Globally, we waste about 1.3 billion tons of food, accounting for billions of dollars. Textile waste is an equally daunting issue. In the U.S. alone, we toss out about 15 billion pounds of textiles each year, the equivalent of about 70 pounds per person. That’s about the same as 200 t-shirts.
Waste is an issue that needs to be dealt with in both industries. One way is to deal directly with the waste, reusing instead of throwing away. Some fashion brands, like Patagonia, offer recycling programs, and the City of Raleigh recently launched a new program which will bring curbside textile recycling to residents.
Another way that designers are bridging the issue of waste is actually found at the intersection of food and fashion: using food and agricultural waste to create new materials.
“We call it the fibre crisis,” Isaac Nichelson of Circular Systems, a company focused on creating fibers from agricultural waste, told The Guardian. “Our whole industry is based on either the synthetics industry – so petrochemicals – or a [genetically modified] cotton monopoly. Both are extremely destructive. Thankfully the industry is finally waking up to this.”
Innovative designers are looking for new, renewable resources for fiber, like Italian-based company Orange Fiber. The company makes yarn from orange peels that are a byproduct of making juice. The yarn was recently used in a collection by Salvatore Ferragamo, the first fashion house to employ Orange Fiber yarns.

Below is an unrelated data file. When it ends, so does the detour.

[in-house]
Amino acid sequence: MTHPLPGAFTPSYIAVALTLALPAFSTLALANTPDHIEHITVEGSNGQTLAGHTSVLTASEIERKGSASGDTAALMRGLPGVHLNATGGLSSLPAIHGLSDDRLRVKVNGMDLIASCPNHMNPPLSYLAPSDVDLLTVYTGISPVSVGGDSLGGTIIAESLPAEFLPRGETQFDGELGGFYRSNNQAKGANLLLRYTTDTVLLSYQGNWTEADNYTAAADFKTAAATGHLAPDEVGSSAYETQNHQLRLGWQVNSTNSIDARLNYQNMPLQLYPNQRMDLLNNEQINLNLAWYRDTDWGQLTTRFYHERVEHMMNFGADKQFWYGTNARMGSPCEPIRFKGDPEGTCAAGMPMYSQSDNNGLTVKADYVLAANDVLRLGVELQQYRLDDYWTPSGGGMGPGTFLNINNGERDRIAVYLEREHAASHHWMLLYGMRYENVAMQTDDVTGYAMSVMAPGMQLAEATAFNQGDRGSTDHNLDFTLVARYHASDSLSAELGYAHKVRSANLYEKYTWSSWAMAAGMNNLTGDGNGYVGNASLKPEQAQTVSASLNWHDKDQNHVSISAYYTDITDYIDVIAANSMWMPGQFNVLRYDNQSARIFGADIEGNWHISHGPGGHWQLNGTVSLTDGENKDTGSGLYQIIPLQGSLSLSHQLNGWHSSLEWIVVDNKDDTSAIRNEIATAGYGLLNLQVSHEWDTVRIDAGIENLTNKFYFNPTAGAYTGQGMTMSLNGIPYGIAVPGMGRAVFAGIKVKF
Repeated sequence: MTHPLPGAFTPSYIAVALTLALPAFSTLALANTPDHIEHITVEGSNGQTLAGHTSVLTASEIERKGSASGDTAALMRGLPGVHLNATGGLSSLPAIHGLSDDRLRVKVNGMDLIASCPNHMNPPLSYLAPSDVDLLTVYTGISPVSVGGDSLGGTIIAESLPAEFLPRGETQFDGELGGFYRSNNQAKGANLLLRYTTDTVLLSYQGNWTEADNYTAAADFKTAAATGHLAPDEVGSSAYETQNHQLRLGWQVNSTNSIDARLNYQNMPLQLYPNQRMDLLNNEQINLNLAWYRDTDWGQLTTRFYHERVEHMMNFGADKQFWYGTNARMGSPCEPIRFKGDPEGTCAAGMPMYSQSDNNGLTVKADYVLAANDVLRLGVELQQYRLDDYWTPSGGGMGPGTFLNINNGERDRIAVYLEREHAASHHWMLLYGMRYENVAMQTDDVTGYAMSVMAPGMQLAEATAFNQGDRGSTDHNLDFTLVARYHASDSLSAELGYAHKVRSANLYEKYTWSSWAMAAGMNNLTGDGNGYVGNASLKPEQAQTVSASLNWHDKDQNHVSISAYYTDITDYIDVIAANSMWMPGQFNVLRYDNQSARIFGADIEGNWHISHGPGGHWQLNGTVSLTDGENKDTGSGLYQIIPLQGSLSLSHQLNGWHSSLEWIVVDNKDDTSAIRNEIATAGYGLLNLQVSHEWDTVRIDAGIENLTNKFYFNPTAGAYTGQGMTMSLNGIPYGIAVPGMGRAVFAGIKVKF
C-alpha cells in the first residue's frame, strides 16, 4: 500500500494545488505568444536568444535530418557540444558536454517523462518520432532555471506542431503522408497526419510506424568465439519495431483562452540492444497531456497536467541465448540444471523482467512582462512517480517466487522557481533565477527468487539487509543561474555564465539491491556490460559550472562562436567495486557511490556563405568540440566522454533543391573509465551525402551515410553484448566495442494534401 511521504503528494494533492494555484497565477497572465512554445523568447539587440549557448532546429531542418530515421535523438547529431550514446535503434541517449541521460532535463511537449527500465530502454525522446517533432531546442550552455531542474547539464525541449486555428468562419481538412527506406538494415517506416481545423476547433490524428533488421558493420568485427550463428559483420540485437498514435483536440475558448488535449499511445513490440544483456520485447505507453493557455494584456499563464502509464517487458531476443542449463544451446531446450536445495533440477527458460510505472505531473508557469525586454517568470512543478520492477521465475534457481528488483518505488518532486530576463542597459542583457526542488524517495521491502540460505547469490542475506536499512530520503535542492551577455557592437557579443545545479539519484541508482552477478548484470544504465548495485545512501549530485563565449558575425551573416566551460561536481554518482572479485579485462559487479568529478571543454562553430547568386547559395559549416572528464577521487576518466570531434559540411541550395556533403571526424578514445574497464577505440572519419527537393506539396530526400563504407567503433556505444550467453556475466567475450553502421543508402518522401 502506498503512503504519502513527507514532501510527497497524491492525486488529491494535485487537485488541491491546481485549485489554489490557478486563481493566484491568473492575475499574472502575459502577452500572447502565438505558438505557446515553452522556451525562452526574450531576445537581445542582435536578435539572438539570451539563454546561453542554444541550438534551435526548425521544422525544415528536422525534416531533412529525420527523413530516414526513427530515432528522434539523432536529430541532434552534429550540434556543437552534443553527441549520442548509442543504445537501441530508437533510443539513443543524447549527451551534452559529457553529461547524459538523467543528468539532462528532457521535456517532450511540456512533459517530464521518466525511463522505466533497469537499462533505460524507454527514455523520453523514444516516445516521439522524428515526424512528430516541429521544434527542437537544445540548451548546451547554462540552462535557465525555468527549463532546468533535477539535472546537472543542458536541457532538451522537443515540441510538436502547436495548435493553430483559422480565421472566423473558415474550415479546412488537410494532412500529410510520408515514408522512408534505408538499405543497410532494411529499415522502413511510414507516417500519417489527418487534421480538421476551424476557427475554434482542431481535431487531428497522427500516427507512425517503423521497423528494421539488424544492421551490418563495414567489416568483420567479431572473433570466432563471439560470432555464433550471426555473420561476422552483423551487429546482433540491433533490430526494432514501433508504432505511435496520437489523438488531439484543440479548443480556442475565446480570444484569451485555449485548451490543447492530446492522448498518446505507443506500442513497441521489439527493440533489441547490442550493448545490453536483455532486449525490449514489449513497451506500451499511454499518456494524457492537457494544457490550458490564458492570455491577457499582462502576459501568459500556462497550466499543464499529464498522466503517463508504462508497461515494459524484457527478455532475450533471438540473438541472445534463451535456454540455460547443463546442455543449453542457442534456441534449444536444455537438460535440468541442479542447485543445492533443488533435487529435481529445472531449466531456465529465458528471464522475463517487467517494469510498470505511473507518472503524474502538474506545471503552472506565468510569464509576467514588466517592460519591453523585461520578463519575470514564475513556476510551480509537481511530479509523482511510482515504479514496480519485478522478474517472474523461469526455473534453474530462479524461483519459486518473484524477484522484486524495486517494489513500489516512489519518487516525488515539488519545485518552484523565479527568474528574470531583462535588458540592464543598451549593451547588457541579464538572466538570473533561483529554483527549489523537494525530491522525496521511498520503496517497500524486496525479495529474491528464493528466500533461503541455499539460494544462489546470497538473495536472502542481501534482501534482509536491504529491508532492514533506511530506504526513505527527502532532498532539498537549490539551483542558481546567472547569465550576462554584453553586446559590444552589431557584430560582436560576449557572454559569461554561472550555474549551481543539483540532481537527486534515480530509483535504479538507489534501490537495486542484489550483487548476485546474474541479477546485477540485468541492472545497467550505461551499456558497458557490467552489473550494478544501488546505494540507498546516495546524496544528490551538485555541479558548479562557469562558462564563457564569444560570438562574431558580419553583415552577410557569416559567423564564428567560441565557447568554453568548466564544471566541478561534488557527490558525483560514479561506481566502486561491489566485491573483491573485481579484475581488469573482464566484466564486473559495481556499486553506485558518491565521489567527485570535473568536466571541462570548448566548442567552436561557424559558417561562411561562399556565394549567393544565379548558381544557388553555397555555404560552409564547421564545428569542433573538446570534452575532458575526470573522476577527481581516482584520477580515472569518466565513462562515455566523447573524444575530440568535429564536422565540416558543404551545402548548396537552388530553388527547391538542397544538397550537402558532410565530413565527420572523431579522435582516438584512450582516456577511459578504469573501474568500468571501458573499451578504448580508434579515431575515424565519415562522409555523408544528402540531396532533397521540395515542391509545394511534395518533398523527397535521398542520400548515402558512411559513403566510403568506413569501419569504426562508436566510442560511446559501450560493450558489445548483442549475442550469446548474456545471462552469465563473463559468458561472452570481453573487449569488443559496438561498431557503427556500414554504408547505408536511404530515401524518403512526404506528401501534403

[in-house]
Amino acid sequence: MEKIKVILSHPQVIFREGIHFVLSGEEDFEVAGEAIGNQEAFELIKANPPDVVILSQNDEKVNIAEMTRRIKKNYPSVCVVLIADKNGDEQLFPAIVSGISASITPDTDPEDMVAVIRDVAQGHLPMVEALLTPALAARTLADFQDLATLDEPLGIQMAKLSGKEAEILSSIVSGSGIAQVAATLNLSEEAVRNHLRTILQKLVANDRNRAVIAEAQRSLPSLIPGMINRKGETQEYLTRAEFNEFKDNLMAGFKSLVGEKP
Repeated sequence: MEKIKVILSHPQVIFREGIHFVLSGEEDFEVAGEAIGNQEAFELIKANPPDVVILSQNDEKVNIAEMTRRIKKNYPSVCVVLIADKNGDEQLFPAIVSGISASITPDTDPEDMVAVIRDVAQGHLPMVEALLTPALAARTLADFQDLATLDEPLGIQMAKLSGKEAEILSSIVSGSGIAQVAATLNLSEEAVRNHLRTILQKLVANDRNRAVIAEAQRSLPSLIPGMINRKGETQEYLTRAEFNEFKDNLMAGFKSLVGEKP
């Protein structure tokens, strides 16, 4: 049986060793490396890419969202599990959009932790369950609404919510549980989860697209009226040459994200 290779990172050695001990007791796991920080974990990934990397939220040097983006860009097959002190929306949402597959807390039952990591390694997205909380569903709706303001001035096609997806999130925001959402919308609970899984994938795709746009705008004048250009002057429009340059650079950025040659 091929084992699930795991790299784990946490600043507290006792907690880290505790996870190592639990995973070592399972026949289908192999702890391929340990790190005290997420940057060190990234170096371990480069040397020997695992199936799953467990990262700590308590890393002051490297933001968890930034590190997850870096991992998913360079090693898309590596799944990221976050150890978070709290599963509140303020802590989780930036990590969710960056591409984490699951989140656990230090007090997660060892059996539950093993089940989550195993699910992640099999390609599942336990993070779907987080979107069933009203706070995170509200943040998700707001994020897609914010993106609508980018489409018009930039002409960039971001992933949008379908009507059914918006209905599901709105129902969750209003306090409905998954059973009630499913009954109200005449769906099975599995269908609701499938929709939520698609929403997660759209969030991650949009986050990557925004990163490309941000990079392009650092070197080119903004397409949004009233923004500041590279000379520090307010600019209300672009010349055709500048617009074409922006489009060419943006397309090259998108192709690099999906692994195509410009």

The production of pineapples is another area where waste is becoming a resource. Piñatex uses the fiber of pineapple leaves and turns it into a soft, yet flexible material, which can be used as an alternative to PVC and leather.
In Germany, milk has become a textile resource, as is the case with Germany’s QMilk, who works witt the dairy industry to use milk that can’t be sold for consumption. About 2 million tons of this milk goes to waste in Germany alone, and with its technology, QMilk is turning it into natural fibers. Coffee grounds are being used for their anti-odor capabilities in performance apparel, and even the culture that’s used to make kombucha is being used as a potential for new textiles.
As a consumer, some of these technologies may not be available to you, but the best place to start dealing with waste is at home. Whether it’s food waste or textile waste, thinking about how your own eating, cooking and consumption habits can be changed to reduce your own amount of waste is a great place to start.
Images: Orange Fiber, Piñatex